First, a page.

June 2013
Volume 54, Issue 15
ARVO Annual Meeting Abstract  |   June 2013
Die Fledermaus: In Retinal Light-Adaptation, Chicks Are Mice With Wings
Author Affiliations & Notes
  • Qing Shi
    Neuroscience, University of Calgary, Hotchkiss Brain Institute, Calgary, AB, Canada
  • William Stell
    Cell Biology and Anatomy, University of Calgary, Hotchkiss Brain Institute, Calgary, AB, Canada
    Surgery, University of Calgary, Calgary, AB, Canada
  • Footnotes
    Commercial Relationships Qing Shi, None; William Stell, None
  • Footnotes
    Support None
Investigative Ophthalmology & Visual Science June 2013, Vol.54, 3427. doi:
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      Qing Shi, William Stell; Die Fledermaus: In Retinal Light-Adaptation, Chicks Are Mice With Wings. Invest. Ophthalmol. Vis. Sci. 2013;54(15):3427.

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      © ARVO (1962-2015); The Authors (2016-present)

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To make best use of light at different intensities, the retina shifts from high sensitivity/low resolution in dim light, to low sensitivity/high resolution in strong light. Dopamine (DA) and nitric oxide (NO) play important roles in this shift, but the detailed mechanisms are unknown. The optokinetic response (OKR), an inborn visual reflex, is a rapid, noninvasive read-out of inner-retinal function such as contrast sensitivity (CS). Here we tested whether DA and NO mediate light-adaptation of CS in chick retina.


In daytime we tested the photopic spatial CS of OKR in White Leghorn cockerels, age P5-P12, adapted for ≥60 min to “light” (Imean=1.98 log cd/m2) or “dark” (Imean=-0.72 log cd/m2), using OptoMotry®. If endogenous DA or NO mediates light-adaptation, agonists should mimic light-adaptation in the dark, and antagonists should mimic dark-adaptation in the light. Under isoflurane anesthesia, we injected intravitreally 20µL of vehicle containing: (a) nonspecific DA agonist, ADTN (50mM) to mimic light-adaptation; or (b) D1R antagonist SCH23390 (500µM), (c) D2R antagonist spiperone (200 µM), or (d) NO synthase (NOS) inhibitor L-NIO (5mM), to mimic dark-adaptation.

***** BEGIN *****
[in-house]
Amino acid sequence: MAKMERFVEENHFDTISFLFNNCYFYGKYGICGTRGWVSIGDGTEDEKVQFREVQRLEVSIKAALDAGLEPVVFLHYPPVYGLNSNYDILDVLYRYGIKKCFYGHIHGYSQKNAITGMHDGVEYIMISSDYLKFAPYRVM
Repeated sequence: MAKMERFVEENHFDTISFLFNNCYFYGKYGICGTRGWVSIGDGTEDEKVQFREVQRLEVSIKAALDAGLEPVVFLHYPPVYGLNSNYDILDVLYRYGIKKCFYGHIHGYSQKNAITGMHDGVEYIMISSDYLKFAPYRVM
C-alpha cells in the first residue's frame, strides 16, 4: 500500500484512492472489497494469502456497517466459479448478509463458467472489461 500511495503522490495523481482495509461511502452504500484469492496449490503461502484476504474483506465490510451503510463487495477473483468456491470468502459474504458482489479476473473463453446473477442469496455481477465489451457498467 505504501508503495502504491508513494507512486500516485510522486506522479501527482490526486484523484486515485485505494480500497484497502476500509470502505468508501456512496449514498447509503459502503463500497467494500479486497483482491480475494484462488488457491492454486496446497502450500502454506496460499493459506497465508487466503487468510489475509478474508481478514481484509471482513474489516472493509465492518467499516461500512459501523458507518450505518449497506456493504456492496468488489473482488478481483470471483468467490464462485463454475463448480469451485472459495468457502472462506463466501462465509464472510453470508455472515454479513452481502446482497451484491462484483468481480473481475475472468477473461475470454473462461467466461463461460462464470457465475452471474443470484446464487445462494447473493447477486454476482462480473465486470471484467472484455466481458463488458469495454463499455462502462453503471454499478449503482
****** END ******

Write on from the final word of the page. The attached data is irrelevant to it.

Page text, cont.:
In light, spatial CS varied with spatial frequency (SF), peaking at intermediate SF (~0.5 cyc/deg) and decreasing at lower and higher SFs (Fig. 1), as does CS in mice (Umino et al., 2008). Dark-adaptation reduced peak CS from 15.0 to 7.5, and shifted best SF from 0.5 to 0.32 cyc/deg, by reducing CS at higher SFs (Fig. 1). This change was reversed by ADTN in the dark (Fig. 1), and dark-adaptation was mimicked in the light by spiperone or L-NIO, but not by SCH23390 (Figs. 2, 3, 4).


Light-adaptation increases DA and NO release in the retina, shifting retinal circuit functions (CS, spatial resolution) to the light-adapted state. DA does this via D2-like, not D1-like receptors. Adaptation of spatiotemporal CS in the chick retina closely resembles that reported for the mouse, making it an excellent model for determining the cellular sites and mechanisms of action of DA and NO in neural adaptation.

Keywords: 478 contrast sensitivity • 502 dopamine • 617 nitric oxide  

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